I share power of attorney with my sister for our mother, who has been in a care home since February. We pay around £5,000 for her care per month. This is offset in part by £2,500 from my mother's pensions and other income. We have sold her house and have £400,000 spread between different bank accounts. Under power of attorney rules would we be allowed to buy a house for around £275,000, which we could let out and bring in income of £1,500 a month to contribute to our mother's care?
At the age of 63, Robert Murray knows it is too late to add much more to his pensions before he retires next October. He currently earns £23,000 a year as an estate manager at an assisted living complex in Margate, Kent, although for much of his career his income was significantly higher – £98,000 at its peak. Mr Murray left the “corporate world” in 2006, downsized and moved from Oxfordshire to Kent.
Over the past year or so, savers have had to cope with a series of changes to the once simple Isa. The tax-free accounts used to be very straightforward. Savers could split their allowance between two Isa account types - cash and stocks and shares - and any money withdrawn in the tax year could not be replaced. But as new types of Isa have emerged and new rules have been introduced, the situation has become more complicated.
Muck Rack makes it simple to find people, tweets, or articles that mention any name, keyword, company, hashtag etc. We've compiled this guide to help you make the most of your search.
Selecting a term
Start searching tweets, articles from media outlets, articles mentioned in tweets, journalists'
names, titles and bios with some suggested searches:
Companies or Topics (e.g. iPhone, Microsoft)
Phrases (e.g. "cloud computing") — use quotes to keep the terms together
Twitter handles (e.g. @username) — returns those who have mentioned or replied to
Names (e.g. "David Pogue")
Hashtags (e.g. #sxsw, #london2012)
Bio details (e.g. vegan, Olympics, father)
Muck Rack's Advanced Search allows for many boolean operators.
Find results that mention multiple specified terms, use AND or
+. For example, ensure each result contains both Elon Musk and Mark Zuckerberg by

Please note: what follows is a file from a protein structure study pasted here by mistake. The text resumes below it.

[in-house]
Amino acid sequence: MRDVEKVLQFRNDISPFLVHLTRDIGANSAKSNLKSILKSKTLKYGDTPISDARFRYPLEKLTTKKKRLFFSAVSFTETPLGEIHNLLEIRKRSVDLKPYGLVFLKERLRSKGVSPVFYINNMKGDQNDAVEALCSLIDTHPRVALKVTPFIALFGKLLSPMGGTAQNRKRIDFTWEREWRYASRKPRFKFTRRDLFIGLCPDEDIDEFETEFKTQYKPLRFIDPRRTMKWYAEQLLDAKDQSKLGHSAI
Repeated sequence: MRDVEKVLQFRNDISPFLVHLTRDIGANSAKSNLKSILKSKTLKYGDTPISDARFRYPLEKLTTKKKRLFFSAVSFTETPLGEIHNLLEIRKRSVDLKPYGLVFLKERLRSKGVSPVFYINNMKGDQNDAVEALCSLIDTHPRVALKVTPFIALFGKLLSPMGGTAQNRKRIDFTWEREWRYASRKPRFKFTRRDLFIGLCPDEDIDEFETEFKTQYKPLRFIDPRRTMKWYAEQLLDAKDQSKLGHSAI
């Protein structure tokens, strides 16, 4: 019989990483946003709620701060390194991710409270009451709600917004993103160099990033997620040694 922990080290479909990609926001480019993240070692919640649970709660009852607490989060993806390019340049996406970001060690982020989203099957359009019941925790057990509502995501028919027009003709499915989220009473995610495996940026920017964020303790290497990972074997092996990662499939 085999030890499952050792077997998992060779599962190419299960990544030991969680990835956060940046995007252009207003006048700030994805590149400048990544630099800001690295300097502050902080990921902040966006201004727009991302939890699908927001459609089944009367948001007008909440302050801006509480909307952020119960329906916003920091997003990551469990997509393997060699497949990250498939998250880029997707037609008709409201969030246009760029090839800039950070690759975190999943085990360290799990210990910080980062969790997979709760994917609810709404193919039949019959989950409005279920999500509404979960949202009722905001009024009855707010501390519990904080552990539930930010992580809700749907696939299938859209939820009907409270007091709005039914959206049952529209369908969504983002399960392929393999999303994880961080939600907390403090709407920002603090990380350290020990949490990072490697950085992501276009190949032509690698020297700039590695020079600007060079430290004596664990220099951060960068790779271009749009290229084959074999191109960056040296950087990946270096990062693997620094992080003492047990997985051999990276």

searching Obama AND Romney or Obama + Romney.
Use the operators OR or , to broaden your search when you'd like either of
multiple terms to appear in results. (This is the default behavior of our search when no operators
are used.) For example, search for democrat OR republican to find results that refer to
Democrats and/or Republicans.
Use NOT or - to subtract results from your search. For
example, searching Disney will yield results about the Walt Disney Company as well as Walt Disney
World Resort. To exclude mentions of Disney World, search for Disney -World or Disney
When using one of these operators with a phrase, enclose it in quotation marks. For example, you can
find results about smartphones excluding Apple's iPhone 4S by searching smartphone -"iPhone
Exact case matching or punctuation
If you're searching for a brand name or keyword that relies on specific punctuation marks or capitalization, you can
find results that match your exact query by adding matchcase: before the keyword you're searching for, like matchcase:E*TRADE .
Use parentheses to separate multiple
boolean phrases. For example, to find journalists talking about having fun in Disney World or
Disneyland, search for ("disney world" OR disneyland) AND fun.
An asterisk can be used to search for any variation of a root word truncated by the asterisk. For example, searching for admin* will return results for administrator, administration, administer, administered, etc.
A near operator is an AND operator where you can control the distance between the words. You can vary the distance the near operation uses by adding a forward slash and number (between 0-99) such as strawberries NEAR/10 "whipped cream", which means the strawberries must exist within 10 words of "whipped cream".